04 september, 2005 - 18 september, 2005
The Museo Nacional Centro de Arte Reina Sofía presents an audiovisual series on the relationship between video and music curated by Bob Nickas, a pioneer in experimental video clips during the early years of MTV in the 1980s. At the end of the 70s, the punk, no wave and performance art era, there was a general conviction that video clips had a commercial function only aimed at promoting and selling records. Art never formed part of the original equation. However, at times, music groups from the art world would choose an artist to direct their videos and they would go on to produce something that was much more than a commercial tool, raising the level of the invention and the visual sophistication. One such case is the collaboration between Sonic Youth and the artists Tony Oursler (New York, 1957) and Richard Kern (North Carolina 1954), and with the filmmakers Todd Haynes (Los Angeles, 1961) and Harmony Korine (Bolinas, 1973), to give only one example. In contrast, since the 1990s, the influence of music on young video artists has been considerable. For many of them, music and sound are central elements in their work, when they are not forming the very subject of the piece.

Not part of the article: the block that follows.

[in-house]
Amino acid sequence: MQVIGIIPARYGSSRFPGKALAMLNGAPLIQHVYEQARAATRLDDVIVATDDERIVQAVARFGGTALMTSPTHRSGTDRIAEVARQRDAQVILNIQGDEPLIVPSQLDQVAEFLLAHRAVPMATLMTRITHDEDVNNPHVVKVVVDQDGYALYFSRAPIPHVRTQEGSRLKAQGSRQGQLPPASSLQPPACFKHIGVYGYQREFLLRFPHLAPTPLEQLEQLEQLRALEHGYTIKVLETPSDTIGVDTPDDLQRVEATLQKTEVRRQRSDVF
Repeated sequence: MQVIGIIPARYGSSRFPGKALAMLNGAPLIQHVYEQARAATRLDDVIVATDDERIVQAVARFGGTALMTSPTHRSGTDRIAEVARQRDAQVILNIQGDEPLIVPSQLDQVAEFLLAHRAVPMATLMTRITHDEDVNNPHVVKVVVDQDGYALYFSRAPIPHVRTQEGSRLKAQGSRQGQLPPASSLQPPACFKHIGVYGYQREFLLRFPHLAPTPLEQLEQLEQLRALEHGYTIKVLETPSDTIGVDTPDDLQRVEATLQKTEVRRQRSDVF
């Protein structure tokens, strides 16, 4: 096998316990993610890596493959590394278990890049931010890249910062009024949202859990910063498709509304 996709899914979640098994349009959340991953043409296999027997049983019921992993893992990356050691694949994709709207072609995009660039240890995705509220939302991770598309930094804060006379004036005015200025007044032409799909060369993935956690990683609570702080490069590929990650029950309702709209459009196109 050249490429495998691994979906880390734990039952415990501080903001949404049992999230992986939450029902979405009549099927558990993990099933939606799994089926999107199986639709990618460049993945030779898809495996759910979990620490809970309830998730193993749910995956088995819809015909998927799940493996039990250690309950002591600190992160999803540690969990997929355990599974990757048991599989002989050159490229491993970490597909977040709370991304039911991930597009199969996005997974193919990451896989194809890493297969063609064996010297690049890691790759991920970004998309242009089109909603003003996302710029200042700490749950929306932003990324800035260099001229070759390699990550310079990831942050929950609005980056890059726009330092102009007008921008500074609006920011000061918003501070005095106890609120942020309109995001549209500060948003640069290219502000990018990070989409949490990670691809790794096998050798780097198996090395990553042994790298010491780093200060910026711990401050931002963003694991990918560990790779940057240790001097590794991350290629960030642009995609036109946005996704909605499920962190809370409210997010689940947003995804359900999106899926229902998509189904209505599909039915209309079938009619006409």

31 march, 2005 - 11 june, 2005
Prison of Love. Cultural Narratives about Gender Violence
Prison of Love is an interdisciplinary project that raises the possibility of artistically and culturally representing a complex set of aspects around the topic of domestic/gender violence. The title is not accidental; it is taken from an epistolary novel with a tragic end by Diego de San Pedro (Seville, 1492), whose beliefs and point of view could well symbolise, both literally and figuratively, fear of the patriarchal system in the 21st century. With five interconnected sections (a film and video programme, web project, performance piece, conferences and a publication) and conceived as a space distinguished by its diversity of opinions and points of view, Prison of Love runs the risk of being perceived as lacking rigor, confronting as it does a topic that is both broad and brutal. Far from assuming that ‘anything goes’, this project, which was put together over a period of almost two years, is based on the concept that artistic and cultural codes are collective representations and that their form and content are shaped by and for the social order.